First off, the sponsoring institution should have a financial stake in the success of the project. This can take a number of forms. The University could guaranty a 1.0 debt service coverage or could master lease a sufficient number of beds to get to a break-even occupancy. The school could backstop coverage until it meets a 1.20 level for two years in a row. The institution can also guaranty a minimum funding level in the debt service reserve fund. And lastly, the University could be required to own and hold 5-10% of the bonds. Owning the bonds provides an incentive for the University to work for the success of the project.
Another form of University support could be a contractual obligation to provide marketing support. Advertising the PPP student housing on the University website alongside University-owned housing is one form. Another would be sending advertising materials with University housing materials that are sent to students.
Where the P3 project represents the school’s first on-campus student housing facility, prohibiting the construction of additional student housing until the P3 project establishes a multi-year track record of success may be very helpful.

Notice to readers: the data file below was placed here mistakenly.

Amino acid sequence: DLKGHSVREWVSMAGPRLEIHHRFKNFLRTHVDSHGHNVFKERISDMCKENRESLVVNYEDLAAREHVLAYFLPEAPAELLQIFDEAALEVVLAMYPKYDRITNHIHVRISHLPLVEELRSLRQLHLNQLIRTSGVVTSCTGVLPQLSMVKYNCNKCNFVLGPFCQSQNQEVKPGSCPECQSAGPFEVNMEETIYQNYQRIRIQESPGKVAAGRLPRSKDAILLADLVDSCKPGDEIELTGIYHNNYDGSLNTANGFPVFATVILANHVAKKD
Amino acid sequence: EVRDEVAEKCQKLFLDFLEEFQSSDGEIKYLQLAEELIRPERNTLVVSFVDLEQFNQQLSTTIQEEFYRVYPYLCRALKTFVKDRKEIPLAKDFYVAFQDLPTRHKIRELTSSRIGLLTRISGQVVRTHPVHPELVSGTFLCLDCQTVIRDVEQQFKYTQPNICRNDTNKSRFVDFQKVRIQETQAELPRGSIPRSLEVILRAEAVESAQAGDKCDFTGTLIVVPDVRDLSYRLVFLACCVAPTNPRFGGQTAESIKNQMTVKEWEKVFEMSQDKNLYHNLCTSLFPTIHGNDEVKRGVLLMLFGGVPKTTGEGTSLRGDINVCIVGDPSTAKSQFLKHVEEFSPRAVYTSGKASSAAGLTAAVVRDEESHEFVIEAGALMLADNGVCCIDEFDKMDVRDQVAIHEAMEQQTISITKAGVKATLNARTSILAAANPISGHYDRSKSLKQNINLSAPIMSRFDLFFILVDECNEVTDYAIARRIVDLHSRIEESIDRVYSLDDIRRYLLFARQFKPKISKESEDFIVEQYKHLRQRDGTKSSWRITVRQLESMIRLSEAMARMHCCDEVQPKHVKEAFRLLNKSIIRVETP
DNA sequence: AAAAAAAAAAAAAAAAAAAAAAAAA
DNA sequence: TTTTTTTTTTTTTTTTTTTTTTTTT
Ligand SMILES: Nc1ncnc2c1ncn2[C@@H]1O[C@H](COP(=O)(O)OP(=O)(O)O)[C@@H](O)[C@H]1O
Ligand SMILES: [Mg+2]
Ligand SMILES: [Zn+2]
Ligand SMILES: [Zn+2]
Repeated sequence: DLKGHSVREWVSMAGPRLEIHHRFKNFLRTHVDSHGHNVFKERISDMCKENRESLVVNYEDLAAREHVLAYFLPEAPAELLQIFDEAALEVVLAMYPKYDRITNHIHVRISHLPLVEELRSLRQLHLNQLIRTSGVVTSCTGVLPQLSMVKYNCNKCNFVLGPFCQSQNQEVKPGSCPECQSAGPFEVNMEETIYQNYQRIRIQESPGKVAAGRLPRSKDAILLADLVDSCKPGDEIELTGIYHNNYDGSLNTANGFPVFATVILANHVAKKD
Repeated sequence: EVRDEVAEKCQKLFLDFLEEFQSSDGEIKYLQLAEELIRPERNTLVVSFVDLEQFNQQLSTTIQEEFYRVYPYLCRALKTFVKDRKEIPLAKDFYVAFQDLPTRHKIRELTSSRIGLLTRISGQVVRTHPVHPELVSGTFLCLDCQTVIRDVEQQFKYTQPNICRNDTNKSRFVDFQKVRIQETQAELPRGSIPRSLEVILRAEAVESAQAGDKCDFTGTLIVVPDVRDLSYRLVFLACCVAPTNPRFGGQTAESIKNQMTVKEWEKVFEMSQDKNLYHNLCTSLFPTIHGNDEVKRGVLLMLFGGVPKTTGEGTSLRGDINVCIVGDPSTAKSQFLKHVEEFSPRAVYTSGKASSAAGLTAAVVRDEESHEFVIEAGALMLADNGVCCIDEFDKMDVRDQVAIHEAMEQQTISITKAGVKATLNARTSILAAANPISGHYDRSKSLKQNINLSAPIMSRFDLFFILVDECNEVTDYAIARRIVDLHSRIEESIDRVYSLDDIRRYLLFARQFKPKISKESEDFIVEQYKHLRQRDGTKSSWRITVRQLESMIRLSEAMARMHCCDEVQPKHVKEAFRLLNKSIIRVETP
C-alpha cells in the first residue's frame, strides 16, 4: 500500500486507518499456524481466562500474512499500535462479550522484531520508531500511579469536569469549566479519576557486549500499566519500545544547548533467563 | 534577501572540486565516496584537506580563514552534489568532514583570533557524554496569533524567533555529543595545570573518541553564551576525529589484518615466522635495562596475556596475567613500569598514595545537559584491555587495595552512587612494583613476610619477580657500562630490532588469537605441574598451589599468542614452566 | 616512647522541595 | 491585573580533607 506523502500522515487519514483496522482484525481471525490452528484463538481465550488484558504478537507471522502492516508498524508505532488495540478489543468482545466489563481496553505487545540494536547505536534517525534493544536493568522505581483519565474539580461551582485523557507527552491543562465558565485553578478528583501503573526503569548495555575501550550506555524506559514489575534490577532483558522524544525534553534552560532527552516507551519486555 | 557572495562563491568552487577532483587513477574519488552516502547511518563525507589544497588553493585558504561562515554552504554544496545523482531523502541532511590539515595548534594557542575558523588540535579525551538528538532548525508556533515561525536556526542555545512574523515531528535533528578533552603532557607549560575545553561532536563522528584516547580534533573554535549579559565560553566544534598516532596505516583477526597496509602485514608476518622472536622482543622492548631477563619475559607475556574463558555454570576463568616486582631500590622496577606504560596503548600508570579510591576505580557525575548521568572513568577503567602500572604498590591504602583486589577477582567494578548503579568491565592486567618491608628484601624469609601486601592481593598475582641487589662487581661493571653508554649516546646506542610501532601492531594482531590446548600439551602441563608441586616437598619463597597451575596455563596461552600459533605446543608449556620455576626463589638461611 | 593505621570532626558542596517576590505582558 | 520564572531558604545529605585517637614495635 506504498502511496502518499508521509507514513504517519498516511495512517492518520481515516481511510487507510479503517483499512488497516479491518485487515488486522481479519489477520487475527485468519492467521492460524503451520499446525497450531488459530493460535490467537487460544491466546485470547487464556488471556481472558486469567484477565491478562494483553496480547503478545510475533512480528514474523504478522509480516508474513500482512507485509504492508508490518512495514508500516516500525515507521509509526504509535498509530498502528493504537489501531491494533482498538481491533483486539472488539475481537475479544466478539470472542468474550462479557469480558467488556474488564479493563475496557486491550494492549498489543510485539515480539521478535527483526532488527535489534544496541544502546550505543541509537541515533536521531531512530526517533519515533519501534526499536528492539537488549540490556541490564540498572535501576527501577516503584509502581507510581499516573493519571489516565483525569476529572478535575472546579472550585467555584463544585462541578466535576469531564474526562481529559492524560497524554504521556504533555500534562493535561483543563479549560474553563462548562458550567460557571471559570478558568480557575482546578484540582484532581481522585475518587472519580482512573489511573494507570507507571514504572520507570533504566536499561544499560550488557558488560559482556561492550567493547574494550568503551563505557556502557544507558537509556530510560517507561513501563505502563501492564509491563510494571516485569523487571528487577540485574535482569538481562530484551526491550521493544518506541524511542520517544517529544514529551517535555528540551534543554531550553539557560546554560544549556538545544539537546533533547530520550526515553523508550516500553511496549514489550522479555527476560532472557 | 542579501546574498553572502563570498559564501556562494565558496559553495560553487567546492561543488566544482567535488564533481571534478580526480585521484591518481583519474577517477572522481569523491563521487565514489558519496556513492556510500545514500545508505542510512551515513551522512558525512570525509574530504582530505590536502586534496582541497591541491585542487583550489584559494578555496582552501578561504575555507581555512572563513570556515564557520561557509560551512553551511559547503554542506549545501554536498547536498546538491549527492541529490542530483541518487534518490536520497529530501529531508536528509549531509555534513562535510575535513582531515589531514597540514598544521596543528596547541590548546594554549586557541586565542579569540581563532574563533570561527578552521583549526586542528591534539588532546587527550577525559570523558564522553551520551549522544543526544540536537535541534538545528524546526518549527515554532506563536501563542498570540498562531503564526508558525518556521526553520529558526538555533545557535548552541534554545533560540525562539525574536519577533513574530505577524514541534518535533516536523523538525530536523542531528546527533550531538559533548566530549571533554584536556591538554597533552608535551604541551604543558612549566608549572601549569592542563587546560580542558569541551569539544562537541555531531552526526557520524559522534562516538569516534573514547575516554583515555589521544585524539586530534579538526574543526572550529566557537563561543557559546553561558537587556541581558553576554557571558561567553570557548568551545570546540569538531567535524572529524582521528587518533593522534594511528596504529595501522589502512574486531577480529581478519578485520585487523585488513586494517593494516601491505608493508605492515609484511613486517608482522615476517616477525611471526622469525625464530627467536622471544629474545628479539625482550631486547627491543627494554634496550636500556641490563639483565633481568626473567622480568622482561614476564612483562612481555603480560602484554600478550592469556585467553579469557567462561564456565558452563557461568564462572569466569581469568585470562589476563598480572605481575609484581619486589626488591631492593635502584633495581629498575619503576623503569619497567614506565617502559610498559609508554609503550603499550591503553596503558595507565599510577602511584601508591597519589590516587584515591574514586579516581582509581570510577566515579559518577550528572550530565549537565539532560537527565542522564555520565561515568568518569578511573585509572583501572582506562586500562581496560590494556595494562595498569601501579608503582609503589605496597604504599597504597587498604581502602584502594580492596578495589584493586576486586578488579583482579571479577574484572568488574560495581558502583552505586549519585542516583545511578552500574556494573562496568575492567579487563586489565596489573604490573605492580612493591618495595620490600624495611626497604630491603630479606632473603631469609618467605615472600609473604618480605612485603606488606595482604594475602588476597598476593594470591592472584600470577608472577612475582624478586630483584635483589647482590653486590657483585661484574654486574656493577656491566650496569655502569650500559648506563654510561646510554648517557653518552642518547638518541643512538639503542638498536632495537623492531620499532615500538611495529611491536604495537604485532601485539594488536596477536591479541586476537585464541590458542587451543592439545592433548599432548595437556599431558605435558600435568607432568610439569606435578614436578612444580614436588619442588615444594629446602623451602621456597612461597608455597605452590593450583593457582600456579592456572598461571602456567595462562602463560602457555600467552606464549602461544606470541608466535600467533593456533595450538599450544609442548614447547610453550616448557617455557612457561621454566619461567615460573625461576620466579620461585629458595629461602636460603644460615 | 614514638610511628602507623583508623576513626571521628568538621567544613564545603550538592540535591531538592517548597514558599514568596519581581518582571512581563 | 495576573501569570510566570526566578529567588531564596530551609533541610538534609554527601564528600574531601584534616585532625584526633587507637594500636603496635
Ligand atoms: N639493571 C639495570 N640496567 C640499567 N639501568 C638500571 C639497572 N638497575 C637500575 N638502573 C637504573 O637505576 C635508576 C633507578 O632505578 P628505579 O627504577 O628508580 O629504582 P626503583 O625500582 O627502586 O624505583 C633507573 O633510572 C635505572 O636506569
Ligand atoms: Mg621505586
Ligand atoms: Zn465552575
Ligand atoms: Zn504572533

Secondly, developers should have an ongoing financial stake in the success of the project. They cannot be permitted to have an early financial exit. Otherwise, developers have little incentive to ensure that construction is completed on time, within budget, and lien-free, and that sufficient market demand exists given the project’s size and positioning in the market.
Most fundamentally, a significant portion of the development fee should be unearned until the project is delivered. In addition, development fees can be further deferred based on the performance of the project. Finally, the developer or a developer affiliate often becomes the initial manager of the project following its completion. In this event, a significant portion, if not the entirety, of management fees should be subordinated with proper incentives built into the management agreement. The management agreement should include financial performance benchmarks that must be met to avoid early termination, and should prevent the manager from recovering accrued but unpaid subordinated management fees in the event of termination for cause.
Lastly, the annual fee payable to the not-for-profit borrower should be tied to the success of the project.
The more the incentives of all P3 project parties are in alignment and the more parties have a clear financial stake in the success of the project, the more likely the project is to be successful.